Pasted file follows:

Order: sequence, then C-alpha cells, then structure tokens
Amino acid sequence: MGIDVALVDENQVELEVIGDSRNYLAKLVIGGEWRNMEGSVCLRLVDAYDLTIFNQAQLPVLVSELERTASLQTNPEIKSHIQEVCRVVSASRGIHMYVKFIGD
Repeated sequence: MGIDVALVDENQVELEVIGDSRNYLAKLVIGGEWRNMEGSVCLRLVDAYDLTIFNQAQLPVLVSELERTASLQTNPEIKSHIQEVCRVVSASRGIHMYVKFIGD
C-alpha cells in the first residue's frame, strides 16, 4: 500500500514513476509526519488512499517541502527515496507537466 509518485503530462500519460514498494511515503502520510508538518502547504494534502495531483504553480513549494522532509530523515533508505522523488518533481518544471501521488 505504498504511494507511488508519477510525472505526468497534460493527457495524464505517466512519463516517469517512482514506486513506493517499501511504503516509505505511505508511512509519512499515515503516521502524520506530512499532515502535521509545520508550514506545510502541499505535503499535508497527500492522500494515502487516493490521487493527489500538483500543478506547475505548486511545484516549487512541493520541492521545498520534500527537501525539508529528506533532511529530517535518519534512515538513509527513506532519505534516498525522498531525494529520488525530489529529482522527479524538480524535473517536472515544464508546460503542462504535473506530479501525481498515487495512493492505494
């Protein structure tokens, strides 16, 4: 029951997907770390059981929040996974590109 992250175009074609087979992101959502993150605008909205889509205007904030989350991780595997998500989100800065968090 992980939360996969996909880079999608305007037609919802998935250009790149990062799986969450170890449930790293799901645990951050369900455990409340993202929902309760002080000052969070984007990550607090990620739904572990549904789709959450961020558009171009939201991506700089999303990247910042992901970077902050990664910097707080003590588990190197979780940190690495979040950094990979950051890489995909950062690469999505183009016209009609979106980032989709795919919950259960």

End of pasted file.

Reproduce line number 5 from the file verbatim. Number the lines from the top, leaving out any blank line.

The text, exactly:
């Protein structure tokens, strides 16, 4: 029951997907770390059981929040996974590109 992250175009074609087979992101959502993150605008909205889509205007904030989350991780595997998500989100800065968090 992980939360996969996909880079999608305007037609919802998935250009790149990062799986969450170890449930790293799901645990951050369900455990409340993202929902309760002080000052969070984007990550607090990620739904572990549904789709959450961020558009171009939201991506700089999303990247910042992901970077902050990664910097707080003590588990190197979780940190690495979040950094990979950051890489995909950062690469999505183009016209009609979106980032989709795919919950259960």